10 20 30 40 50 60 70 80 90 100

10 20 30 40 50 60 70 80 90 100
Percent Scale
Percent Scale
Albert
Albert
Waters
Waters
Wiegmann
Wiegmann
Lilja
Lilja
Richardson
Richardson
O'Callaghan
O'Callaghan
Asamoah N/A

Asamoah
N/A
Pope
Pope
Moeaki N/A

Moeaki N/A

Run & Pass Blocking Notes:

  • After Albert game out of the game due to an injury O'Callaghan came in at right tackle and Richardson moved to left tackle.
  • After Richardson's first play at left tackle, which he missed his assignment, he settled in and did a decent job.  O'Callaghan did a decent job at right tackle as well...but was not called upon to do much second level blocking or one-on-one pass blocking.
  • Albert does a much better job at cut blocking.
  • On one play Albert gives a punch (the technical form) to the face mask of the defender and the player's helmet turned sideways as he looked through his ear-hole.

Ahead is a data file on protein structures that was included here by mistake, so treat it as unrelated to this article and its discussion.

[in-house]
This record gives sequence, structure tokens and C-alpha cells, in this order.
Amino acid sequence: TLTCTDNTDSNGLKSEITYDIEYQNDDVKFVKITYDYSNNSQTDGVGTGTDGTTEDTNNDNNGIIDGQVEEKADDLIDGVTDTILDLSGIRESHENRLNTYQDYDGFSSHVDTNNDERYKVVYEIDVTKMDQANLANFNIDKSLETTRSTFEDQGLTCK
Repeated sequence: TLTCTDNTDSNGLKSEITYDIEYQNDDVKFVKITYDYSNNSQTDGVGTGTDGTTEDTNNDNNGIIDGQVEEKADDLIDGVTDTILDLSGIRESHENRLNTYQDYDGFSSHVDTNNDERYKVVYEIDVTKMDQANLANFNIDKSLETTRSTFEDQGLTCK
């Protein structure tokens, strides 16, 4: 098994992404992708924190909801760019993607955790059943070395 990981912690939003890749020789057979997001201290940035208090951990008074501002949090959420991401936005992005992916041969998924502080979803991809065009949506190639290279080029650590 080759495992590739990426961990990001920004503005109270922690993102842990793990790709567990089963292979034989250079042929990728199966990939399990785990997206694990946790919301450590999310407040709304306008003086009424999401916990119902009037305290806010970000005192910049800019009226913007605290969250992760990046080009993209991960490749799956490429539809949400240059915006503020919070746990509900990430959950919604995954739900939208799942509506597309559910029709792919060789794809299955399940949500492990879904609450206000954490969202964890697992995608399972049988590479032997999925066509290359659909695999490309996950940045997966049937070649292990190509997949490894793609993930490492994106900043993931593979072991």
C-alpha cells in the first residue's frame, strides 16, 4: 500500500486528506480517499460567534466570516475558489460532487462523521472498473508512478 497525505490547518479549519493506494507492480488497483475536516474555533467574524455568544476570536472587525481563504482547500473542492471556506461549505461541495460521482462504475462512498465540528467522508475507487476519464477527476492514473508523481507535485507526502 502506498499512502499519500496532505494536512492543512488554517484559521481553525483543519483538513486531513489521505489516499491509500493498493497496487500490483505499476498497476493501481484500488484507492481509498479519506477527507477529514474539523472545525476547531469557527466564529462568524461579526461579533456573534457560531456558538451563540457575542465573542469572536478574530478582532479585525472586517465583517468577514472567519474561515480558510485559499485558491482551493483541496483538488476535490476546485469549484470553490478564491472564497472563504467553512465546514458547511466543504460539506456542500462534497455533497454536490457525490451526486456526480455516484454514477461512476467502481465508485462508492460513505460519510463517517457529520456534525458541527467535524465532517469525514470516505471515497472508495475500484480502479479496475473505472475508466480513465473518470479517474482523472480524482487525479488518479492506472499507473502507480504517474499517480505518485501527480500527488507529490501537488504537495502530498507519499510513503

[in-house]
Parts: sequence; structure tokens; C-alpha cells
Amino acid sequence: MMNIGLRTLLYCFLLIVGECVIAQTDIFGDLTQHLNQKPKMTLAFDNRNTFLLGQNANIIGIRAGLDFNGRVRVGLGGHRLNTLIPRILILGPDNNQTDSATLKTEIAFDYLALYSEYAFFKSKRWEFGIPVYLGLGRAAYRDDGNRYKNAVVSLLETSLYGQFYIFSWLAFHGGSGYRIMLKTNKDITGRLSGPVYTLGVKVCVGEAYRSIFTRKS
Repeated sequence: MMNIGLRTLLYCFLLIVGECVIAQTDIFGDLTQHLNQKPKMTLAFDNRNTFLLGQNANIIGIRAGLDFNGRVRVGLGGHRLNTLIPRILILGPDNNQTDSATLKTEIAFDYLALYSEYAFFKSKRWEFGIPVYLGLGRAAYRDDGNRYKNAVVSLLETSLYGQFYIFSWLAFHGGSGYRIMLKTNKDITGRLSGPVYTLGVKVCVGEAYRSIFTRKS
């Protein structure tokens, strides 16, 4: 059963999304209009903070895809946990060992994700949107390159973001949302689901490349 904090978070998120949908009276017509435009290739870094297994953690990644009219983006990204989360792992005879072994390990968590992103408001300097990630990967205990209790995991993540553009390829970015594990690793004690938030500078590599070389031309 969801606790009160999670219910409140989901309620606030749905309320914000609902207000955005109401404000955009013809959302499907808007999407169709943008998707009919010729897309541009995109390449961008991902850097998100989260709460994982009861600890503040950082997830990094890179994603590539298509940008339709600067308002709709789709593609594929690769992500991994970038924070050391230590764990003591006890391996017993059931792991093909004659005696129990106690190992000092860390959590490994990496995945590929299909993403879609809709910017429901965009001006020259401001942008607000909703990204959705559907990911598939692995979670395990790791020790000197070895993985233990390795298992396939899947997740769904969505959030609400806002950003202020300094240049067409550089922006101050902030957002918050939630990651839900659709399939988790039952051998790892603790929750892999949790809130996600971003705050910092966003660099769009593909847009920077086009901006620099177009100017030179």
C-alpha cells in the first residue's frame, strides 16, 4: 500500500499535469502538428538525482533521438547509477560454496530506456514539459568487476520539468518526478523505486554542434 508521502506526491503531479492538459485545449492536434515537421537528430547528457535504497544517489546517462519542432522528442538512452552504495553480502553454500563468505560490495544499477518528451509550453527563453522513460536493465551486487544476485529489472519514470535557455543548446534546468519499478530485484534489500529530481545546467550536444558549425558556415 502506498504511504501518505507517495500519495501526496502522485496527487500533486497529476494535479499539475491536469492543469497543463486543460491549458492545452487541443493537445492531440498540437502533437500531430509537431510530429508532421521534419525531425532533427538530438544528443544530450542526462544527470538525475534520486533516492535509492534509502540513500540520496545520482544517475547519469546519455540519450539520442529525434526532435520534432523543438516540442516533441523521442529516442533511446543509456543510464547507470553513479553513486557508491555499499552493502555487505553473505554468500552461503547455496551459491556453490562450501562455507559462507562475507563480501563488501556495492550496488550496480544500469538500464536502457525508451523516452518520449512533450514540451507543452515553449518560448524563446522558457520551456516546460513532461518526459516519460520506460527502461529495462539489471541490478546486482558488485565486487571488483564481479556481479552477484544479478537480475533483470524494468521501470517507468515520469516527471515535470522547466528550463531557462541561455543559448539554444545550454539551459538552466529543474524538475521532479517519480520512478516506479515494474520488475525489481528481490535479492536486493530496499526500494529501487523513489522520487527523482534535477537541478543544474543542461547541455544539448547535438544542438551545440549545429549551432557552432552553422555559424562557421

• This is the second week in the last three that Waters has had trouble with a tall defensive tackle.  Alan Branch, 6-6, was able to get good extension on Brian and get of his blocks to make a tackle.
  • Both Waters and Richardson had off days, not horrible but off.  
  • On the 3rd possession the Chiefs had a goal-to-go and just about every lineman had a great block as Jones scampered up the middle for a KC score.
  • Waters drives #78 about 5 yards down field on one play.  It is the first time this year that I have seen a Chief's lineman actually dominate someone on a block.

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SECOND LEVEL BLOCKING


POINT OF ATTACK BLOCK